Any idea what you want to do with pathology post-residency? I think that would be the biggest determinant as to whether you would benefit from AP only.
Here is some thoughts:
1) Most AP-only programs are academically geared, so you would be expected/trained to set yourself up for an academic career and research. For example, a few of the high powered research programs that I interviewed at (Brigham, Pitt, and Hopkins) all had folks that *strongly* suggested that I lean toward AP only based on my interest in occupational lung diseases. In fact, they seemed to have my academic life planned including what research lab I could work out of.
2) If you want to be a generalist (particularly community), do both. You are more employable, as most lab groups want to have a bit of cross-coverage amidst their pathologists. In fact this was the advice given to me by a "famous" AP-trained pathologist (yup, the same one who wrote THE book on lung path, and now director of surg. path for my institution... woo hoo! PM me for more info). Even she said she regretted not being CP trained, and that she received less job opportunities than her AP/CP colleagues. Note: She worked for a community hospital as a generalist / lung consultant prior to her employment by my home institution--a rather unusual situation for such an academic powerhouse.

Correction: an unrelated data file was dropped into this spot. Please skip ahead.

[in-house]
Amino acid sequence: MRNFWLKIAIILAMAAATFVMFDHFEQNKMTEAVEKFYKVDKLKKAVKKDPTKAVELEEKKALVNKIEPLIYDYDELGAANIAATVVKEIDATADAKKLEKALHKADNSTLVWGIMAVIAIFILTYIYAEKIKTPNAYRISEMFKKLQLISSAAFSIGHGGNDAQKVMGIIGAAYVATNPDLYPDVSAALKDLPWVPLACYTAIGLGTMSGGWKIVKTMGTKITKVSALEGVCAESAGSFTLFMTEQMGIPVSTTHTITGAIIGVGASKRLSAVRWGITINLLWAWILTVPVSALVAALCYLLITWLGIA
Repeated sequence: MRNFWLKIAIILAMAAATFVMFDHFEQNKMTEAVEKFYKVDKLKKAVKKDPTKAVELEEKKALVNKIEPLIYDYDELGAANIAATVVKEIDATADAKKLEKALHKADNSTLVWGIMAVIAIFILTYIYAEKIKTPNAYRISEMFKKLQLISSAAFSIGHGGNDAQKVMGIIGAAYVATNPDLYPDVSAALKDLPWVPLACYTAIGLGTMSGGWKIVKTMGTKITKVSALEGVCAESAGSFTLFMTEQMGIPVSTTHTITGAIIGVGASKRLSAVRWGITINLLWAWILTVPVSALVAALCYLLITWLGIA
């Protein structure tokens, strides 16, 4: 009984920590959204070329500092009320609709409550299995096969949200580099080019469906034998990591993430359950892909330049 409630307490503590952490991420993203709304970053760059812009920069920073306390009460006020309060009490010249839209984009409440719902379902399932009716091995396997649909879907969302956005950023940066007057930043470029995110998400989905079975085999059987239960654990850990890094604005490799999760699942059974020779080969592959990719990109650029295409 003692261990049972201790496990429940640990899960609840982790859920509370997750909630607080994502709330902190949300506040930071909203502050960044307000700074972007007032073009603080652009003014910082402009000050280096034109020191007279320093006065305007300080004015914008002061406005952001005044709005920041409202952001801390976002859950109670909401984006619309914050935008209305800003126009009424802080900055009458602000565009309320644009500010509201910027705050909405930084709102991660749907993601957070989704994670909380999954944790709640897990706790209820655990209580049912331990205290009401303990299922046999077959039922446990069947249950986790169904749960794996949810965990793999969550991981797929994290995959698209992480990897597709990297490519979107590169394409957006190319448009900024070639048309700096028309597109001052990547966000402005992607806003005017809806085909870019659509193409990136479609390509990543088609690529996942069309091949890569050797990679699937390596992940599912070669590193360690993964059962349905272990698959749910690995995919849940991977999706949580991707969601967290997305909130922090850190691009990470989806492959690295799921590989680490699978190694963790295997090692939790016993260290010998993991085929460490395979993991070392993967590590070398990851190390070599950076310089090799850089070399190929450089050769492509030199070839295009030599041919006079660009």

3) If you are contemplating forensics, you probably could get away with either AP or AP/CP. Forensics tends to have a high drop-out rate, so to speak, so if I end up doing it, I will get AP/CP certified with probably a surg path fellowship along with a forensics fellowship. Yup, I like to keep my options open.
4) Obviously, no AP only if you have an interest in lab medicine. This does include Hemepath, though, so if you like bone marrows and flows, think CP.
I honestly do not know which is more competitive. I think that less people are interested in pursuing AP or CP, than a combined program. I don't think that AP fellowships would look down on AP-only training. Eras DOES ask you to specify AP/CP versus AP, or CP only in many cases (depends on the hospital.) There is more AP/CP positions than one or the other. I think that there is some flexibility in most programs about whether you choose to pursue one or the other, and how many people they will take for each. Hope this answered some of your questions...
Well, I'm sure there is other good advice out there...